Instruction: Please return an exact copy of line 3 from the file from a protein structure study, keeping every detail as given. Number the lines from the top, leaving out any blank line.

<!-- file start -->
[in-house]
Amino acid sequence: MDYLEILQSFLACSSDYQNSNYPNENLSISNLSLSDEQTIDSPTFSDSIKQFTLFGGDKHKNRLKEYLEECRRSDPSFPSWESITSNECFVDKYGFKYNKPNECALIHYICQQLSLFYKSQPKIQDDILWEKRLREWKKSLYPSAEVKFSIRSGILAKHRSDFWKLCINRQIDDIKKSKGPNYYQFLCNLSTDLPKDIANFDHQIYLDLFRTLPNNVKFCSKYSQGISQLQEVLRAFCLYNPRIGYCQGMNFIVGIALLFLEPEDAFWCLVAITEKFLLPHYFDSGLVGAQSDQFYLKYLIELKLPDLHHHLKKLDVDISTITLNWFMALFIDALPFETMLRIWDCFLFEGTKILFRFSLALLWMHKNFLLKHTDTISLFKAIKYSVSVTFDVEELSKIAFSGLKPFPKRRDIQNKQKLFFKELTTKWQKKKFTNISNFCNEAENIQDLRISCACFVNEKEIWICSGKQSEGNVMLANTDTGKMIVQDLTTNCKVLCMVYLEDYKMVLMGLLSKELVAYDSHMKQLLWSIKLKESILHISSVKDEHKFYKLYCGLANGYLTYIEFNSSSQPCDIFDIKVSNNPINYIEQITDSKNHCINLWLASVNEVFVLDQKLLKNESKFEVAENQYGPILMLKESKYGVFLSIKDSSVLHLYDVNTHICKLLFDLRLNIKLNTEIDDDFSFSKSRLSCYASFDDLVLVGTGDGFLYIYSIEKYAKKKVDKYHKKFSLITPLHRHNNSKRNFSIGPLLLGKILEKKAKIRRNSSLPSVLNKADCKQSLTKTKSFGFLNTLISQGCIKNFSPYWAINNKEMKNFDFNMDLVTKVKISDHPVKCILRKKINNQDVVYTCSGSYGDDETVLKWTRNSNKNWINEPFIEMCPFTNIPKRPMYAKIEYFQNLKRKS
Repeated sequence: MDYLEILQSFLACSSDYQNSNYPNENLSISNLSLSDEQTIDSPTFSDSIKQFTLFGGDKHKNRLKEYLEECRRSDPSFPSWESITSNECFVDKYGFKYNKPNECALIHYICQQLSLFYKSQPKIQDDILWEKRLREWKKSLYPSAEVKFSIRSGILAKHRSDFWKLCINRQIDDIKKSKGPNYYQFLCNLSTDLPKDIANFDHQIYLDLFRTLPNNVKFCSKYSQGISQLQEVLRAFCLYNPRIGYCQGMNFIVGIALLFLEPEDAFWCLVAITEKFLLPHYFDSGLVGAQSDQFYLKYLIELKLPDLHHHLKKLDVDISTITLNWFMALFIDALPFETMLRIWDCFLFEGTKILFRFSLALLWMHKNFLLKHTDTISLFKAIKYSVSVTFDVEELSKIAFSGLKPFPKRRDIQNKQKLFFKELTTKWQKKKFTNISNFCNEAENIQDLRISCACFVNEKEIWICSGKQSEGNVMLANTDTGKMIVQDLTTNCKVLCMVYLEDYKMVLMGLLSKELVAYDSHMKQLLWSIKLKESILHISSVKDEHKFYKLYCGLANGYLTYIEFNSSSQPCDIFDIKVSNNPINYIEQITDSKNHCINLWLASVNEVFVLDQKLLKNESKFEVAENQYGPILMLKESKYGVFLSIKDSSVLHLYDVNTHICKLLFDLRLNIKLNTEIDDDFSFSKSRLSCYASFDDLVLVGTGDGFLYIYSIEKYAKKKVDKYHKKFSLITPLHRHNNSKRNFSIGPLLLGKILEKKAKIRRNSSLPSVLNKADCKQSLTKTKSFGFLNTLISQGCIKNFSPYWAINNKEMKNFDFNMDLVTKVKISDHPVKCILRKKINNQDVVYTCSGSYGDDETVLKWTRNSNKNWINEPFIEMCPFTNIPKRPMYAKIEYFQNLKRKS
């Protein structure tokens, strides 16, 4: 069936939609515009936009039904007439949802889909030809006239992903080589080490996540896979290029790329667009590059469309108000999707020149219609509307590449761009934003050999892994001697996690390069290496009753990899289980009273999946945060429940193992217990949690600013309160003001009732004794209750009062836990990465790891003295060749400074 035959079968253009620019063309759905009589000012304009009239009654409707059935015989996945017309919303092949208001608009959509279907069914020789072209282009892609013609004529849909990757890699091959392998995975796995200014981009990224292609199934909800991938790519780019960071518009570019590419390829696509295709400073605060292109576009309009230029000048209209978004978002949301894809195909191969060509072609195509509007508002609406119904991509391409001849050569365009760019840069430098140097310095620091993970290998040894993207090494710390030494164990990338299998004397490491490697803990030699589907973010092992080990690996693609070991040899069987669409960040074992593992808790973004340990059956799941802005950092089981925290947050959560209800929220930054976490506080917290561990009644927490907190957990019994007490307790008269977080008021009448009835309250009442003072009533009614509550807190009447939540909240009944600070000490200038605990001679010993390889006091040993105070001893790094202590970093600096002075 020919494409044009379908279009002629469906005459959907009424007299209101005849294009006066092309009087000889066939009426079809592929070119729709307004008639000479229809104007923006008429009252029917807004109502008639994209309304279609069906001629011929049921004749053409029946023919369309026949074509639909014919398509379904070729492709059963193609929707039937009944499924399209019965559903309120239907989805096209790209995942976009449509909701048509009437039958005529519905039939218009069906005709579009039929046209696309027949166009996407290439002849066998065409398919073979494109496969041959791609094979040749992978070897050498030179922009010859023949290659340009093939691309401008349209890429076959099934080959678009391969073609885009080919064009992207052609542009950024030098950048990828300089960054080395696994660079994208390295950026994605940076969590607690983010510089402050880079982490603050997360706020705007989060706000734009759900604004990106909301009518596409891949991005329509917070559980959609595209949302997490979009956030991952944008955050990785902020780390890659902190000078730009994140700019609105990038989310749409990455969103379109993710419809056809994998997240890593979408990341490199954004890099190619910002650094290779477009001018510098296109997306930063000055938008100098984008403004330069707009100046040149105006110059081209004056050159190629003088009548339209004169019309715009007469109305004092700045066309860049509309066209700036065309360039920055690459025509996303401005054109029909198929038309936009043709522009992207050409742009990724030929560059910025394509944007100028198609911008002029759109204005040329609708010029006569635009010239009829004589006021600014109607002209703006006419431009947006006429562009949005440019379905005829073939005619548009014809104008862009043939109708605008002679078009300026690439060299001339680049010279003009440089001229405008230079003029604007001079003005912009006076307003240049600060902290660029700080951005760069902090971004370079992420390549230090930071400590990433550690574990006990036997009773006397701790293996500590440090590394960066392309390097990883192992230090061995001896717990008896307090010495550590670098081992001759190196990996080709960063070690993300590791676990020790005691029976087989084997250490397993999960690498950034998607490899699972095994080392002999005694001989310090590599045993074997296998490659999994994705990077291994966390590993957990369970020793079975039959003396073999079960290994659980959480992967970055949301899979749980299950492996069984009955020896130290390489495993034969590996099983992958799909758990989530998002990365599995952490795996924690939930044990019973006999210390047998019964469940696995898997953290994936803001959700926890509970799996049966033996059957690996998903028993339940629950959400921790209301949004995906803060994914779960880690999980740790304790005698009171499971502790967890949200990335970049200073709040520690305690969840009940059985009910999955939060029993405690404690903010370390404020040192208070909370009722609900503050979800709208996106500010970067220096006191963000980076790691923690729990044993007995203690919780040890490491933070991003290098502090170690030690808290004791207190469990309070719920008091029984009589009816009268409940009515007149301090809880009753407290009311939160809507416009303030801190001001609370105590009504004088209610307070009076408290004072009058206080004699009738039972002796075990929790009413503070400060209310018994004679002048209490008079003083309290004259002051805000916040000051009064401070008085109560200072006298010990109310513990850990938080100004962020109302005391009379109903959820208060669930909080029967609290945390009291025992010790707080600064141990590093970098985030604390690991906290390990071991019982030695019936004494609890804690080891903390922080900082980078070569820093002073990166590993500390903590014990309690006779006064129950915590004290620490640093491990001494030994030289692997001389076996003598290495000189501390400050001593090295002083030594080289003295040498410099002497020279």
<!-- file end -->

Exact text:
Repeated sequence: MDYLEILQSFLACSSDYQNSNYPNENLSISNLSLSDEQTIDSPTFSDSIKQFTLFGGDKHKNRLKEYLEECRRSDPSFPSWESITSNECFVDKYGFKYNKPNECALIHYICQQLSLFYKSQPKIQDDILWEKRLREWKKSLYPSAEVKFSIRSGILAKHRSDFWKLCINRQIDDIKKSKGPNYYQFLCNLSTDLPKDIANFDHQIYLDLFRTLPNNVKFCSKYSQGISQLQEVLRAFCLYNPRIGYCQGMNFIVGIALLFLEPEDAFWCLVAITEKFLLPHYFDSGLVGAQSDQFYLKYLIELKLPDLHHHLKKLDVDISTITLNWFMALFIDALPFETMLRIWDCFLFEGTKILFRFSLALLWMHKNFLLKHTDTISLFKAIKYSVSVTFDVEELSKIAFSGLKPFPKRRDIQNKQKLFFKELTTKWQKKKFTNISNFCNEAENIQDLRISCACFVNEKEIWICSGKQSEGNVMLANTDTGKMIVQDLTTNCKVLCMVYLEDYKMVLMGLLSKELVAYDSHMKQLLWSIKLKESILHISSVKDEHKFYKLYCGLANGYLTYIEFNSSSQPCDIFDIKVSNNPINYIEQITDSKNHCINLWLASVNEVFVLDQKLLKNESKFEVAENQYGPILMLKESKYGVFLSIKDSSVLHLYDVNTHICKLLFDLRLNIKLNTEIDDDFSFSKSRLSCYASFDDLVLVGTGDGFLYIYSIEKYAKKKVDKYHKKFSLITPLHRHNNSKRNFSIGPLLLGKILEKKAKIRRNSSLPSVLNKADCKQSLTKTKSFGFLNTLISQGCIKNFSPYWAINNKEMKNFDFNMDLVTKVKISDHPVKCILRKKINNQDVVYTCSGSYGDDETVLKWTRNSNKNWINEPFIEMCPFTNIPKRPMYAKIEYFQNLKRKS